Abstract: TH-PO1020

The A-Splice Variant of NBCe1 Is Necessary for Basal and Acidosis-Stimulated Renal Ammonia Metabolism

Session Information

  • Acid Base: Basic
    November 02, 2017 | Location: Hall H, Morial Convention Center
    Abstract Time: 10:00 AM - 10:00 AM

Category: Fluid, Electrolytes, and Acid-Base

  • 701 Acid-Base: Basic

Authors

  • Lee, Hyun-Wook, University of Florida , Gainesville, Florida, United States
  • Osis, Gunars, University of Florida , Gainesville, Florida, United States
  • Harris, Autumn N, University of Florida , Gainesville, Florida, United States
  • Fang, Lijuan, University of Florida , Gainesville, Florida, United States
  • Holmes, Heather L., Mayo Clinic, Rochester, Minnesota, United States
  • Rossano, Adam Joseph, Mayo Clinic, Rochester, Minnesota, United States
  • Romero, Michael F., Mayo Clinic, Rochester, Minnesota, United States
  • Verlander, Jill W., University of Florida , Gainesville, Florida, United States
  • Weiner, I. David, University of Florida , Gainesville, Florida, United States
Background

Renal ammonia excretion is the largest component of net acid excretion during both basal conditions and metabolic acidosis. Proximal tubule (PT) ammonia generation is critical for normal renal ammonia excretion, but the mechanisms through which external stimuli alter PT ammonia metabolism are incompletely understood. This study’s purpose was to determine the role of the predominant proximal tubule NBCe1 (SLC4A4) splice variant, NBCe1-A, in ammonia metabolism under basal conditions and in response to metabolic acidosis.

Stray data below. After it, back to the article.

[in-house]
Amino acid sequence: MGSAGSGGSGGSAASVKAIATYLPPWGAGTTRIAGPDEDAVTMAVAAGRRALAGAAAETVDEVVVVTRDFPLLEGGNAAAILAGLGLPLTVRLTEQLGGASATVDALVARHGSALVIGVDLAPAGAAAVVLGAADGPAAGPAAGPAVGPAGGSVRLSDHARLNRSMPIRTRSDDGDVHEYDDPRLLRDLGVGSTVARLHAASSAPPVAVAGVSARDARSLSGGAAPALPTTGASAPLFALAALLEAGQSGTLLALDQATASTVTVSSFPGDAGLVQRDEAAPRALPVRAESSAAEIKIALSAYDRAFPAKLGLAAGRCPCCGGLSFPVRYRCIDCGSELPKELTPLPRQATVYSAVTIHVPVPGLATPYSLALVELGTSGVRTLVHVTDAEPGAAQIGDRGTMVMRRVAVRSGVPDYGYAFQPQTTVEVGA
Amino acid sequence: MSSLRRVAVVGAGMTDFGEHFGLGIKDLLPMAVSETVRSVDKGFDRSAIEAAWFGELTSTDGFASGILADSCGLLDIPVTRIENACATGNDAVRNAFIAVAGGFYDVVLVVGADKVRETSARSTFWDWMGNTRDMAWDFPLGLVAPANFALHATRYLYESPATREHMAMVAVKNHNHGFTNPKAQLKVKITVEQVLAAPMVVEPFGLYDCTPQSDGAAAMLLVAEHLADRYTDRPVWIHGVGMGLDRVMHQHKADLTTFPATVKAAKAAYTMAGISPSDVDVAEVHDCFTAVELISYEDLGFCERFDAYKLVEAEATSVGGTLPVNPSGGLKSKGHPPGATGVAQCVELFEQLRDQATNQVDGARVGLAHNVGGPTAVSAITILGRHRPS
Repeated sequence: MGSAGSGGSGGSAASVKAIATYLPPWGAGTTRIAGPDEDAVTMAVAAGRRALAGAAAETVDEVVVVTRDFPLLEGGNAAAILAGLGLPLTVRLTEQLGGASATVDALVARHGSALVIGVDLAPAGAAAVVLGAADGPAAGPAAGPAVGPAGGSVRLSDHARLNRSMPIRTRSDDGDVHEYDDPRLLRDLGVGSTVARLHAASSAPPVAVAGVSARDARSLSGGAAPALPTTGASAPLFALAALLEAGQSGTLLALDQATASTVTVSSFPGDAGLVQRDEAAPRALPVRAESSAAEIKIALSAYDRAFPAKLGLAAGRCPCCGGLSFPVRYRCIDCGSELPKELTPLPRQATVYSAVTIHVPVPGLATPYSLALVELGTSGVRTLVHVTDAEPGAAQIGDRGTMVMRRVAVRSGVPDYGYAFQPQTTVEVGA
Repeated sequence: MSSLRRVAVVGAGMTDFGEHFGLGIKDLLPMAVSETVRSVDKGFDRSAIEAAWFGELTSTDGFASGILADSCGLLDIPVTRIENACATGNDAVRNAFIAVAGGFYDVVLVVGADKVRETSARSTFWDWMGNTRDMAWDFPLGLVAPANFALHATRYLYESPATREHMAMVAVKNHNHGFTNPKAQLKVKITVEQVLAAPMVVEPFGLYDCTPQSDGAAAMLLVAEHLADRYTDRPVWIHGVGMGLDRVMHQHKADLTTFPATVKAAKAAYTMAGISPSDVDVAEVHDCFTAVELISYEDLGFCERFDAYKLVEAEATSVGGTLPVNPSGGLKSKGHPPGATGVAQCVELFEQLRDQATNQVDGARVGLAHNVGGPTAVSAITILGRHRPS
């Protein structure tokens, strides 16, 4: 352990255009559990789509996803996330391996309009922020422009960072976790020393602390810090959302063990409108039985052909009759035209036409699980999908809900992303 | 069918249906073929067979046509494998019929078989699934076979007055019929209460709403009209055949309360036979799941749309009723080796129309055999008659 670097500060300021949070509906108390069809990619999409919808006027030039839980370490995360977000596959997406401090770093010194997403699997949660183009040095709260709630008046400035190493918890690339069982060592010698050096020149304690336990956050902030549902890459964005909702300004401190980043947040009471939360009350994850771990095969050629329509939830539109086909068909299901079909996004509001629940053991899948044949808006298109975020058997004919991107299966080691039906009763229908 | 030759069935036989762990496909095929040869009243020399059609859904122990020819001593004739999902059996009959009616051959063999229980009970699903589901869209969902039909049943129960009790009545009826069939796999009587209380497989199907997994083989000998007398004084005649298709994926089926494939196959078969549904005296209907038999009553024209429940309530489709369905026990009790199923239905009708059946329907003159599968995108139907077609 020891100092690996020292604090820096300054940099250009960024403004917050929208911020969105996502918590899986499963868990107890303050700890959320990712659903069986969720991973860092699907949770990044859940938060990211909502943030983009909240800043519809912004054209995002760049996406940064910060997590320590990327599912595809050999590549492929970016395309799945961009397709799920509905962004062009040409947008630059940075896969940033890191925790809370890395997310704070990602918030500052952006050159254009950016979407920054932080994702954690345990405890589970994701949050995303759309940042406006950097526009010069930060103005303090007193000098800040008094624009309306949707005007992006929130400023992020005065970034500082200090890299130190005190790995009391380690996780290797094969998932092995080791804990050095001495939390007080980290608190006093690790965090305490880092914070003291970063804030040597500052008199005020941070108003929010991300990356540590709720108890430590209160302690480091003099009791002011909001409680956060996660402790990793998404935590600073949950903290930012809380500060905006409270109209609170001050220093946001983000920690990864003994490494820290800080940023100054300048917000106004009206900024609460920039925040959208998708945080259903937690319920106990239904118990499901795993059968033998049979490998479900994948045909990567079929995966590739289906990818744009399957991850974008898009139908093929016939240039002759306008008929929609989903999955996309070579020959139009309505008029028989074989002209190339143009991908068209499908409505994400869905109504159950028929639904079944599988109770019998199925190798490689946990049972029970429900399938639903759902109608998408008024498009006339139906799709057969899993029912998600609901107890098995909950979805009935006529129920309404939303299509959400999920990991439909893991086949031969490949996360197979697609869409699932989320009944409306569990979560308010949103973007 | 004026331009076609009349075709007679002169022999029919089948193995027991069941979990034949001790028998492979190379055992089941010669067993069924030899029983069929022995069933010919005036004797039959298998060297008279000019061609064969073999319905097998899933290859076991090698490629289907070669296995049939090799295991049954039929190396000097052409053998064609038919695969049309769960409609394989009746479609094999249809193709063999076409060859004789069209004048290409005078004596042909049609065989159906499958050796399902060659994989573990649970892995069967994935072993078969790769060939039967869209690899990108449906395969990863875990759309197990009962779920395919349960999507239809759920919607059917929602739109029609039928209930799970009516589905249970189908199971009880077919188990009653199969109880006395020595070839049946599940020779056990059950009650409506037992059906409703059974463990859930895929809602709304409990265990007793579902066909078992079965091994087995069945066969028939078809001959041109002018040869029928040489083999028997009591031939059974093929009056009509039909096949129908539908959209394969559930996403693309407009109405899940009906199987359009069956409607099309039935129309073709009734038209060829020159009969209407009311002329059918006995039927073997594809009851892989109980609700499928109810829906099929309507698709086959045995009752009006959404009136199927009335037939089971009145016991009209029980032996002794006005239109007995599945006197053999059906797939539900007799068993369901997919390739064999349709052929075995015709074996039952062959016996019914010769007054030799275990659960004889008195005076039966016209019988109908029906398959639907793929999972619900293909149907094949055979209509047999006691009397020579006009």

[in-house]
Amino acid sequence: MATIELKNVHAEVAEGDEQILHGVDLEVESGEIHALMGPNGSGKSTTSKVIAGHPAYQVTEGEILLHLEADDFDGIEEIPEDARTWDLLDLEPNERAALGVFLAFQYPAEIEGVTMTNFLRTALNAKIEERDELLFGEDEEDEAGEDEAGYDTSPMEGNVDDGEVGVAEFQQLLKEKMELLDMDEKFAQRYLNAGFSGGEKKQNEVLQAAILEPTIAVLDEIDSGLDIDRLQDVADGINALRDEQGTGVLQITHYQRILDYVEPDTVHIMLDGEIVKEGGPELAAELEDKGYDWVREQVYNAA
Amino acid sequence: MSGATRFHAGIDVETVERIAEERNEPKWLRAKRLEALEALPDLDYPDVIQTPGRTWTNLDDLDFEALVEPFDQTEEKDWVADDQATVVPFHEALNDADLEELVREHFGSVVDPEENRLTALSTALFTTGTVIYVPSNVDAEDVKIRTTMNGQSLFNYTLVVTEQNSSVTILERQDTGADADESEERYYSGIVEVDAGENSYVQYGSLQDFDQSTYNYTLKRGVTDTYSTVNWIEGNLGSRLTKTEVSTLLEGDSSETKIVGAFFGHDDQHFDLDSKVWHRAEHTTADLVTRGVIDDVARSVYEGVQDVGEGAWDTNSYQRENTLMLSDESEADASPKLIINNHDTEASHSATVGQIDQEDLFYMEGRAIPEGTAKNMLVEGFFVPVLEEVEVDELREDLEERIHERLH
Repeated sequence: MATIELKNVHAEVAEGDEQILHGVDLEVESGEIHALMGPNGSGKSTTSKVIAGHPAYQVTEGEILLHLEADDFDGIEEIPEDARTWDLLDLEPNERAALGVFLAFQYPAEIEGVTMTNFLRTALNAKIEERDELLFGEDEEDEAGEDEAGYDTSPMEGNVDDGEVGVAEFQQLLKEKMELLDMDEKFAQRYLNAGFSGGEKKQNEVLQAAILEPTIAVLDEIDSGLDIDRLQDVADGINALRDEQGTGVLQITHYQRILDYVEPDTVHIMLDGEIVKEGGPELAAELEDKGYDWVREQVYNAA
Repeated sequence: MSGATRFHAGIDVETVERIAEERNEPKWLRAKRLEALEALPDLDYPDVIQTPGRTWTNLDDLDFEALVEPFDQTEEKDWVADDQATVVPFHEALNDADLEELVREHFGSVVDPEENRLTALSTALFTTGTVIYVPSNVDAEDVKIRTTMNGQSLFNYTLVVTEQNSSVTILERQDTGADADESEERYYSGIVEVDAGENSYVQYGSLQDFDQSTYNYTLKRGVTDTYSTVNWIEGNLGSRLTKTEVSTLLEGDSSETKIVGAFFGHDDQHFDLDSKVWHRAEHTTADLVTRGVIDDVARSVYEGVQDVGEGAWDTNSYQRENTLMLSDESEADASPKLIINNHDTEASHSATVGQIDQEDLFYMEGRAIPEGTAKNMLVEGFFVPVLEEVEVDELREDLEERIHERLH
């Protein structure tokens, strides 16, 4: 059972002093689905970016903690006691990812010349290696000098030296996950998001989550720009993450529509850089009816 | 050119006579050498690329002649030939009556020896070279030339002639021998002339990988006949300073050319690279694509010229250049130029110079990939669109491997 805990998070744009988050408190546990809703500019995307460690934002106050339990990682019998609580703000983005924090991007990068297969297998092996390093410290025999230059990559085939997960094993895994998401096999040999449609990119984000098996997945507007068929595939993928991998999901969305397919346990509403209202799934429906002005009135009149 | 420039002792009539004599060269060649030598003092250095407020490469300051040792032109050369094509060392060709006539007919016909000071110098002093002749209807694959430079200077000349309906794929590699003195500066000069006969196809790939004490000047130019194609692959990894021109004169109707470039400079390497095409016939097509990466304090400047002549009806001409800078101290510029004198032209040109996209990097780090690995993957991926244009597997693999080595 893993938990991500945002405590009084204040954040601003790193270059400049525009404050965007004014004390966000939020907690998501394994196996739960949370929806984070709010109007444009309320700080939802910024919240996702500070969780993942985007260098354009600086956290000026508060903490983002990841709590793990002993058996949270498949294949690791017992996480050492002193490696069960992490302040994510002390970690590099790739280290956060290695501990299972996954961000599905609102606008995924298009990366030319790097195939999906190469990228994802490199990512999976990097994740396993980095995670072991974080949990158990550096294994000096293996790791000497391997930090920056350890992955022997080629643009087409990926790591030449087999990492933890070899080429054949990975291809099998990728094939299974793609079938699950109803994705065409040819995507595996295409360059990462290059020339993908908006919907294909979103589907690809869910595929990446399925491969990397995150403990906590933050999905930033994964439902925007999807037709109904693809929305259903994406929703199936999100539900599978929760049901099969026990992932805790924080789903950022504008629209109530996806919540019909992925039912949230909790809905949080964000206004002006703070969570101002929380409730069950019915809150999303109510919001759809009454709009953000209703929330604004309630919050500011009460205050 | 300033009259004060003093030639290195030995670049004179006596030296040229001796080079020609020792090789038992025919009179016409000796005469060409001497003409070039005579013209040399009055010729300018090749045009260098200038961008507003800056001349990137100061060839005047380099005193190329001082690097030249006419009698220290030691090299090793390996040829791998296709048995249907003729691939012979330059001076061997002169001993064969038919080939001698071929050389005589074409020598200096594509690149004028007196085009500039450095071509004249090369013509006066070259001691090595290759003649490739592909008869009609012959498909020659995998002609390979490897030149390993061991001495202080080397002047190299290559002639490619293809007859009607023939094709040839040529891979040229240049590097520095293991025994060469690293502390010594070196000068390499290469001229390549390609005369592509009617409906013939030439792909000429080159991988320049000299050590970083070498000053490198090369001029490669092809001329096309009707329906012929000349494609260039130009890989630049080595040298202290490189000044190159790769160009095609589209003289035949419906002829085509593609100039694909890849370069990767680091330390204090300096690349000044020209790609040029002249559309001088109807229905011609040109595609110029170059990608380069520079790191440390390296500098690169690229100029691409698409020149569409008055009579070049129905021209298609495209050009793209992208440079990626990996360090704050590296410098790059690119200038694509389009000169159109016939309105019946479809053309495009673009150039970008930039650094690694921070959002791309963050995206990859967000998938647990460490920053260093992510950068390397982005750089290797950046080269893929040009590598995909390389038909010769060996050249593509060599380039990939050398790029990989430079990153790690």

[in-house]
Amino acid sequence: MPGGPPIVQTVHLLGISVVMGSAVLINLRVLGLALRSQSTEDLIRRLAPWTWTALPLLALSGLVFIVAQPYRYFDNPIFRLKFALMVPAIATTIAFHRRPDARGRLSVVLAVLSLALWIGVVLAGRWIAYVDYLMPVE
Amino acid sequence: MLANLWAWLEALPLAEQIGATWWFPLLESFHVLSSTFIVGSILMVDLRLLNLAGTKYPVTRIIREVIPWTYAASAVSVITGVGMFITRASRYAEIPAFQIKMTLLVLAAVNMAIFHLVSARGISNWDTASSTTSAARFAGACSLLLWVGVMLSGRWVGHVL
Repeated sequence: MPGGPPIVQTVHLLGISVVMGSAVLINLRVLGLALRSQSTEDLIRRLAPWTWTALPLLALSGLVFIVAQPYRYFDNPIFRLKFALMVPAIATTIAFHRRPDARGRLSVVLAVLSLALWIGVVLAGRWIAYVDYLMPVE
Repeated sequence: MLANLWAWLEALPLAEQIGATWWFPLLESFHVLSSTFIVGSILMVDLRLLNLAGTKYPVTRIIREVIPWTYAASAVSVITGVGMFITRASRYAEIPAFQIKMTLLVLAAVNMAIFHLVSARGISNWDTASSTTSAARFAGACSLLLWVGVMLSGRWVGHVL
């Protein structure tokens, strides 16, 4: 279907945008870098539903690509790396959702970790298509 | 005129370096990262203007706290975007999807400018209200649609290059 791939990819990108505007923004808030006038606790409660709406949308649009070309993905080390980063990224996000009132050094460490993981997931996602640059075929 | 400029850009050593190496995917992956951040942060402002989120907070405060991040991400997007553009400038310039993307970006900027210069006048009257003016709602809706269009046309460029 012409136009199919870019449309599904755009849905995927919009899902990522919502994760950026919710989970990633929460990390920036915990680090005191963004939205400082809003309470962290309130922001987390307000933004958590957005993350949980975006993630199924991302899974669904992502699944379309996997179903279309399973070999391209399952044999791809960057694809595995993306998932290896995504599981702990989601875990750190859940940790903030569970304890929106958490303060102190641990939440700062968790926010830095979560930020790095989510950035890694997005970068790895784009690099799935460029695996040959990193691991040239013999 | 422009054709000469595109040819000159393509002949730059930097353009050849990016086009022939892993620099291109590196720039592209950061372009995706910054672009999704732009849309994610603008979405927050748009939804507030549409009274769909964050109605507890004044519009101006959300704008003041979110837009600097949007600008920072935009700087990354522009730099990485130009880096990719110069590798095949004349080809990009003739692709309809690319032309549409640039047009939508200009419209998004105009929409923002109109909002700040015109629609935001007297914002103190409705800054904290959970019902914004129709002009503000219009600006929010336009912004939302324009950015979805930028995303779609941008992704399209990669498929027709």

Methods

We used mice with specific deletion of the NBCe1-A splice variant generated using TALEN gene editing. Mice were fed normal diet or were acid-loaded by adding HCl to chow. All studies compared homozygous deletion (KO) mice with wild-type (WT) littermates.

Results

Under basal conditions, KO mice had spontaneous metabolic acidosis, consistent with proximal RTA from impaired proximal tubule bicarbonate reabsorption. Despite this acidosis, urinary ammonia excretion was not elevated in KO mice. Urine pH was lower in KO than WT mice, indicating that the failure of basal acidosis-stimulated ammonia excretion was not due to impaired urine acidification. Immunoblots and immunohistochemistry (IHC) showed KO mice, despite their acidosis, expressed less phosphate-dependent glutaminase (PDG) and phosphoenolpyruvate carboxykinase (PEPCK), key ammonia generating enzymes, throughout the entire PT, and expressed more glutamine synthetase (GS) in cortical PT segments than did WT. After acid-loading, the ability to increase ammonia excretion was impaired significantly, by ~70%, in KO mice. Immunoblots and IHC showed less change in PEPCK, PDG and GS in the proximal convoluted tubule (PCT) of KO than WT mice. However, in the proximal straight tubule (PST) in the outer medulla, where in the normal mouse NBCe1-A expression is less than in the PCT, PDG and PEPCK upregulation and GS downregulation were greater in KO than in WT mice.

Conclusion

(1) NBCe1-A is a key protein in the signaling pathway through which PCT ammonia metabolism is regulated during basal conditions and metabolic acidosis; and, (2) In the PST, one or more additional mechanisms enable responsiveness to exogenous acid-loading, but not to the spontaneous metabolic acidosis, in KO mice.

Funding

  • NIDDK Support